House Minority Leader Nancy Pelosi characterized Sessions’ comments in his confirmation “apparent perjury,” and said the attorney general should resign.
Kislyak’s potential proximity to Russian spying is one reason why Flynn’s interactions with him, and Flynn’s failure to disclose what he discussed with Kislyak, raised concerns among intelligence officials.
In his confirmation hearing to become attorney general, Sessions was asked about Russia and he responded at the time that he “did not have communications with the Russians.”
Sessions’ spokeswoman Sarah Isgur Flores said there was nothing “misleading about his answer” to Congress because the Alabama Republican “was asked during the hearing about communications between Russia and the Trump campaign — not about meetings he took as a senator and a member of the Armed Services Committee.”
“Last year, the Senator had over 25 conversations with foreign ambassadors as a senior member of the Armed Services Committee, including the British, Korean, Japanese, Polish, Indian, Chinese, Canadian, Australian, German and Russian ambassadors,” Isgur Flores said in the statement.
A Justice Department official confirmed the meetings, but said Sessions met with the ambassadors “in his capacity as a senator on the Armed Serviced Committee.”
A White House official said: “This is the latest attack against the Trump Administration by partisan Democrats. (Attorney) General Sessions met with the ambassador in an official capacity as a member of the Senate Armed Services Committee, which is entirely consistent with his testimony.”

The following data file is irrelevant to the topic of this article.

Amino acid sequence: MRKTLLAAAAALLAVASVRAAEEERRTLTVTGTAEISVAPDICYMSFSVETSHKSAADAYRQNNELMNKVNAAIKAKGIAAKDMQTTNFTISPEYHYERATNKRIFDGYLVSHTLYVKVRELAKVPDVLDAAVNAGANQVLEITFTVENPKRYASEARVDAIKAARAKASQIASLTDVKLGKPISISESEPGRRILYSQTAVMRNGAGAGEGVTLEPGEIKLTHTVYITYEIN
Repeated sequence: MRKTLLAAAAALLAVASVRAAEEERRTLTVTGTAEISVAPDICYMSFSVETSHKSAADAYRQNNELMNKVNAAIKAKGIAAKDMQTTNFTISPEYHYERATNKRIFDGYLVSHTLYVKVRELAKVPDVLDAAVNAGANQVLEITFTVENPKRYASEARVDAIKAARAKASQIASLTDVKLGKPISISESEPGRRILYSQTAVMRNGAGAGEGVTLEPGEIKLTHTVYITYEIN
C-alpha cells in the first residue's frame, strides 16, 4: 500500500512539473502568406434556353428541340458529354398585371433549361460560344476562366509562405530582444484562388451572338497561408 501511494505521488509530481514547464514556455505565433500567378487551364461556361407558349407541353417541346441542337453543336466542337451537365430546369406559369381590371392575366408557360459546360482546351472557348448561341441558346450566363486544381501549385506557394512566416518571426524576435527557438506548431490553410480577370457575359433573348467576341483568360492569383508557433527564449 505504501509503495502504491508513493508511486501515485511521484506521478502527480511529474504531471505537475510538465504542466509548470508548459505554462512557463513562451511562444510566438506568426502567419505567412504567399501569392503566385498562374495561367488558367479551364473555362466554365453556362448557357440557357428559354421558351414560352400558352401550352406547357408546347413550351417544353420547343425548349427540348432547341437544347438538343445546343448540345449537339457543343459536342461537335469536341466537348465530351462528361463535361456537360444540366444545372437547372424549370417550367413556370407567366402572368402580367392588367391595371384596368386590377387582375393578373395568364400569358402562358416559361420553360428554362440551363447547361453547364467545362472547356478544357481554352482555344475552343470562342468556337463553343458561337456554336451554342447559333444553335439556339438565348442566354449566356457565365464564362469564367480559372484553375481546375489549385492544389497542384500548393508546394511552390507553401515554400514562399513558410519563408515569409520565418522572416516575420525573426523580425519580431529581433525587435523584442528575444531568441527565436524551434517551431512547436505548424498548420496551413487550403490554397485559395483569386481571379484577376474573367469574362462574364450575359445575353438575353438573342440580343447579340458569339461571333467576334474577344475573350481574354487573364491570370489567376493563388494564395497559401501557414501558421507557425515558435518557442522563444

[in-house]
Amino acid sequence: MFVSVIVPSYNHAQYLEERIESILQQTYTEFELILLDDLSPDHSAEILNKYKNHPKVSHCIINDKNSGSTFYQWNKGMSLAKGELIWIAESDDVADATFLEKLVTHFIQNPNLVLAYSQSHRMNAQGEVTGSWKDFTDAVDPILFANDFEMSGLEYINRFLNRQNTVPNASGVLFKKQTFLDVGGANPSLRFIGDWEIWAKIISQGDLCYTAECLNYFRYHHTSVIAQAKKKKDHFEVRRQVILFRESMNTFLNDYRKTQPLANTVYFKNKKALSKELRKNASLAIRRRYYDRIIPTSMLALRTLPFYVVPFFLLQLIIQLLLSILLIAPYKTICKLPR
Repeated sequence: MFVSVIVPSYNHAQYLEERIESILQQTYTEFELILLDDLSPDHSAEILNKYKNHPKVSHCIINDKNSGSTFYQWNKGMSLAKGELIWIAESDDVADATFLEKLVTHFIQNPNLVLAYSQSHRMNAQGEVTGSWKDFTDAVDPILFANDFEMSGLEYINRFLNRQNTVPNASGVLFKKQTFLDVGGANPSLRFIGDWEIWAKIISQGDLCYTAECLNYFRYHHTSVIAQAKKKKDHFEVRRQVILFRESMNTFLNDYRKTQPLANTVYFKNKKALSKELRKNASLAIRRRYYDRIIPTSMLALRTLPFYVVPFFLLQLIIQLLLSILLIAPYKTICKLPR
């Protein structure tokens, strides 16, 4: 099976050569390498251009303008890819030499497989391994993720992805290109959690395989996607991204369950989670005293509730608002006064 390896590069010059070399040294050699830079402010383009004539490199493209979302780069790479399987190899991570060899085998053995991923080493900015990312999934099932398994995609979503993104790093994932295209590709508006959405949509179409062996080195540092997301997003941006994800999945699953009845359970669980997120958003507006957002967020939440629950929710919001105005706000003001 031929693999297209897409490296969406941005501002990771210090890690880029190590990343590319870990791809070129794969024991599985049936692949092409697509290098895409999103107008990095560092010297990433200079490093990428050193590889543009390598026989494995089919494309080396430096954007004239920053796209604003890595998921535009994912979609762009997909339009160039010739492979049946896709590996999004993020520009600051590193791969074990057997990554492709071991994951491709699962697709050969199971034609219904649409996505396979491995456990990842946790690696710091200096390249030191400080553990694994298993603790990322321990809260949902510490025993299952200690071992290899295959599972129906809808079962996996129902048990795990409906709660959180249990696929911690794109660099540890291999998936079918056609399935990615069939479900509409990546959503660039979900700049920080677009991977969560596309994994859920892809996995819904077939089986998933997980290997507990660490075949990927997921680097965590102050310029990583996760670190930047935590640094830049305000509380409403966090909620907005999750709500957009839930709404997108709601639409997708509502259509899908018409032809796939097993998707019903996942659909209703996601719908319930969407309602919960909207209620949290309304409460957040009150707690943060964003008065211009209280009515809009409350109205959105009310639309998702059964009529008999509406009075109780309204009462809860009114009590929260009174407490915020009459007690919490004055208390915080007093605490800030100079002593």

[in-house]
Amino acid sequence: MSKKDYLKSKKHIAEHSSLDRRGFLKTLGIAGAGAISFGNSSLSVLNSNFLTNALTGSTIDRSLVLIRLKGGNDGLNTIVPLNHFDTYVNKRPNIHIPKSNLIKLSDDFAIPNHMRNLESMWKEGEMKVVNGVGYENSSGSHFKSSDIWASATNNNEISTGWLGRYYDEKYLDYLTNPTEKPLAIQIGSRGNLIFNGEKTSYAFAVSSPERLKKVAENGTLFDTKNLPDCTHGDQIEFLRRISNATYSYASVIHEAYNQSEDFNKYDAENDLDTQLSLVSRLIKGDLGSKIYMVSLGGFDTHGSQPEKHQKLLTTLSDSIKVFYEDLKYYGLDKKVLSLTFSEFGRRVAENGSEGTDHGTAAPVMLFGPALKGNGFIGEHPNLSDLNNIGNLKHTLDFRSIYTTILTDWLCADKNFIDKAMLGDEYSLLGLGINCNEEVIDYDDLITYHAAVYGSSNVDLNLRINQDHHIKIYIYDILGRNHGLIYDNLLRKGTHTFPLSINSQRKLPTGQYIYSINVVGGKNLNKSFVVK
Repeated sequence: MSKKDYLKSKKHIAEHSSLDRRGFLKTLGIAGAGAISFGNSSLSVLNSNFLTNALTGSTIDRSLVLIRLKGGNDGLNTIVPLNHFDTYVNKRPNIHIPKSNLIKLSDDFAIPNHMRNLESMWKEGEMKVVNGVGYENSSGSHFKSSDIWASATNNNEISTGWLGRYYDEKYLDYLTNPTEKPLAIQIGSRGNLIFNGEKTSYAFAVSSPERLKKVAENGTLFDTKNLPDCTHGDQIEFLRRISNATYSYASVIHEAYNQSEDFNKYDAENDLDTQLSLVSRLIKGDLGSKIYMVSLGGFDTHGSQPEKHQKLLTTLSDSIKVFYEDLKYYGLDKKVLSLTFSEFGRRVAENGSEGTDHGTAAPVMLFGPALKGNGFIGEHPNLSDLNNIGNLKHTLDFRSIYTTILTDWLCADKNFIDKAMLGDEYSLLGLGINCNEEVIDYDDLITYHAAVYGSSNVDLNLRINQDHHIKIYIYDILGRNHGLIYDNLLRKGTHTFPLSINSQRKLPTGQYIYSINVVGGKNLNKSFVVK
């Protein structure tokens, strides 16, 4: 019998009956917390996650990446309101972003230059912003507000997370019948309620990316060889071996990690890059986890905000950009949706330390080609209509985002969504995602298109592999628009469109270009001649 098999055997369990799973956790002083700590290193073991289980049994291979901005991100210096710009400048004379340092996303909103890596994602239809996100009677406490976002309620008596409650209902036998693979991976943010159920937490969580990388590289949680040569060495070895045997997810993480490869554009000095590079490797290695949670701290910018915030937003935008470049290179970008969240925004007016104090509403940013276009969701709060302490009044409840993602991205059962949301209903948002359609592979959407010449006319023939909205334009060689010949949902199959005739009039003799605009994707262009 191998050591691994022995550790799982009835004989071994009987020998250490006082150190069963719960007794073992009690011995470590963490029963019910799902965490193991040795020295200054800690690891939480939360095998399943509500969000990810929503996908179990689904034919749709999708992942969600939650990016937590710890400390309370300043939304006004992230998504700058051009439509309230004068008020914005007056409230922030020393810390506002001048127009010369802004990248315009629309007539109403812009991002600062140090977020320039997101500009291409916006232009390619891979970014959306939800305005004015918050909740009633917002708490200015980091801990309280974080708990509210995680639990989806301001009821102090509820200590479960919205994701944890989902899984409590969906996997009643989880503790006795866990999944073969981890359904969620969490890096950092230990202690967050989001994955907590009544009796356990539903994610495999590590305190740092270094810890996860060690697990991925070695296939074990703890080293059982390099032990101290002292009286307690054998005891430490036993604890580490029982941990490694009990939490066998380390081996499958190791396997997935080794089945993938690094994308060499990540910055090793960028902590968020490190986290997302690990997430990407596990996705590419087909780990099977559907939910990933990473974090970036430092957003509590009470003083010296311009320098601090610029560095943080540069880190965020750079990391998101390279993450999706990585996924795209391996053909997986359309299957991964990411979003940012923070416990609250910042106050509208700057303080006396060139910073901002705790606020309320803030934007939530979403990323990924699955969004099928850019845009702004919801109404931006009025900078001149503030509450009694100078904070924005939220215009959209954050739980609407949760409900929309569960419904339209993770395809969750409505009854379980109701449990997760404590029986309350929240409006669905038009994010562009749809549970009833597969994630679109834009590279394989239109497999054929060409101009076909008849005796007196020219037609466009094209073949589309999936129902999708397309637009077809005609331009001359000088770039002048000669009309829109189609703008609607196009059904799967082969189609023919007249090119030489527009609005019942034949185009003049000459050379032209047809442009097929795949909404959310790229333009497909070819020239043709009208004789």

In reaction to the report, Rep. Elijah Cummings, a Maryland Democrat and the ranking member of the House Oversight Committee, also called for Sessions’ resignation.
“There is no longer any question that we need a truly independent commission” to investigate potential ties between Russia and the Trump campaign, Cummings said. “It is inconceivable that even after Michael Flynn was fired for concealing his conversations with the Russians that Attorney General Sessions would keep his own conversations for several weeks.”
Cummings called Sessions’ claim during his confirmation hearing that he did not have communications with the Russians “demonstrably false.”
Minnesota Democrat Sen. Al Franken, who asked Sessions about Russia at the confirmation hearing, said if the reports of Sessions’ contacts with Kislyak were true, then Sessions’ response was “at best misleading.”
“It’s clearer than ever now that the attorney general cannot, in good faith, oversee an investigation at the Department of Justice and the FBI of the Trump-Russia connection, and he must recuse himself immediately,” Franken said.
News of Sessions’ contacts with Kislyak came as the New York Times reported Wednesday evening that officials under former President Barack Obama had sent information throughout government about potential Russian contact with Trump’s associates and interference in the 2016 election. The officials did so, the Times reported, in order to preserve the information after Obama left office.
Regarding the Obama administration efforts, Obama’s spokesman Eric Schultz told CNN: “This situation was serious, as is evident by President Obama’s call for a review — and as is evident by the United States response. When the (intelligence community) does that type of comprehensive review, it is standard practice that a significant amount of information would be compiled and documented.”
Two days before Trump’s inauguration, the State Department sent Sen. Ben Cardin, a Maryland Democrat and the ranking member of the Senate Foreign Relations Committee, a batch of documents related to Russian attempts to meddle in elections worldwide, two sources familiar with the matter told CNN.
Cardin spokesman Sean Bartlett told CNN that the senator had received the classified documents on request and that they were shared with both Republican and Democratic committee staffers.